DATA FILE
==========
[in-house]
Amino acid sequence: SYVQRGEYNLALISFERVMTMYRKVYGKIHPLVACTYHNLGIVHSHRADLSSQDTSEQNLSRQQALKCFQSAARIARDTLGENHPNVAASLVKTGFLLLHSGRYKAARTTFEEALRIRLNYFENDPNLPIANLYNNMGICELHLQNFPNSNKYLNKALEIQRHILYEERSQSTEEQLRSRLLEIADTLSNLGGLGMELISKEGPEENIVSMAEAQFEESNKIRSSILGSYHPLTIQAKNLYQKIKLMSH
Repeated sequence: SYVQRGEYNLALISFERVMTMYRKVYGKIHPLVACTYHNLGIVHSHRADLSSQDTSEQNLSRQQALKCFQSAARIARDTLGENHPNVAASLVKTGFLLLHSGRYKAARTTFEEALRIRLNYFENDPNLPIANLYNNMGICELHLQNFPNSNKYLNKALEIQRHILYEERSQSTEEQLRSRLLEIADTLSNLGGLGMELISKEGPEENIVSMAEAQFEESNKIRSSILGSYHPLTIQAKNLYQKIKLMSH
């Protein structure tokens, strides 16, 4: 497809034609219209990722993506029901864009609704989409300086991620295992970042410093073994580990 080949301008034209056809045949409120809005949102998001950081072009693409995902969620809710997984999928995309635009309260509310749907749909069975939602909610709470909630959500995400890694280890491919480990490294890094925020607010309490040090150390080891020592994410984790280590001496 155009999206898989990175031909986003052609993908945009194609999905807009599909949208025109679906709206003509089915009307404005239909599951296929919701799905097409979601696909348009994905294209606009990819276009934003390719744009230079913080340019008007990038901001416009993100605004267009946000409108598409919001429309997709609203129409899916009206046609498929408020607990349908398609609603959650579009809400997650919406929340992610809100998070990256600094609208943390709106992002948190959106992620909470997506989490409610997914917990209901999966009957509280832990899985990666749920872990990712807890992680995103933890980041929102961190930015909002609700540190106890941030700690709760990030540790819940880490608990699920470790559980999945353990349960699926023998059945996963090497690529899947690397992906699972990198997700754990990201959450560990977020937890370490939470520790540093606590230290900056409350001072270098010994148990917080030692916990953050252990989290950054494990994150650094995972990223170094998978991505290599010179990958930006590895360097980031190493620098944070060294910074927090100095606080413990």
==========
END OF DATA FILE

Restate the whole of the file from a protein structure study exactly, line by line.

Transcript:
[in-house]
Amino acid sequence: SYVQRGEYNLALISFERVMTMYRKVYGKIHPLVACTYHNLGIVHSHRADLSSQDTSEQNLSRQQALKCFQSAARIARDTLGENHPNVAASLVKTGFLLLHSGRYKAARTTFEEALRIRLNYFENDPNLPIANLYNNMGICELHLQNFPNSNKYLNKALEIQRHILYEERSQSTEEQLRSRLLEIADTLSNLGGLGMELISKEGPEENIVSMAEAQFEESNKIRSSILGSYHPLTIQAKNLYQKIKLMSH
Repeated sequence: SYVQRGEYNLALISFERVMTMYRKVYGKIHPLVACTYHNLGIVHSHRADLSSQDTSEQNLSRQQALKCFQSAARIARDTLGENHPNVAASLVKTGFLLLHSGRYKAARTTFEEALRIRLNYFENDPNLPIANLYNNMGICELHLQNFPNSNKYLNKALEIQRHILYEERSQSTEEQLRSRLLEIADTLSNLGGLGMELISKEGPEENIVSMAEAQFEESNKIRSSILGSYHPLTIQAKNLYQKIKLMSH
């Protein structure tokens, strides 16, 4: 497809034609219209990722993506029901864009609704989409300086991620295992970042410093073994580990 080949301008034209056809045949409120809005949102998001950081072009693409995902969620809710997984999928995309635009309260509310749907749909069975939602909610709470909630959500995400890694280890491919480990490294890094925020607010309490040090150390080891020592994410984790280590001496 155009999206898989990175031909986003052609993908945009194609999905807009599909949208025109679906709206003509089915009307404005239909599951296929919701799905097409979601696909348009994905294209606009990819276009934003390719744009230079913080340019008007990038901001416009993100605004267009946000409108598409919001429309997709609203129409899916009206046609498929408020607990349908398609609603959650579009809400997650919406929340992610809100998070990256600094609208943390709106992002948190959106992620909470997506989490409610997914917990209901999966009957509280832990899985990666749920872990990712807890992680995103933890980041929102961190930015909002609700540190106890941030700690709760990030540790819940880490608990699920470790559980999945353990349960699926023998059945996963090497690529899947690397992906699972990198997700754990990201959450560990977020937890370490939470520790540093606590230290900056409350001072270098010994148990917080030692916990953050252990989290950054494990994150650094995972990223170094998978991505290599010179990958930006590895360097980031190493620098944070060294910074927090100095606080413990």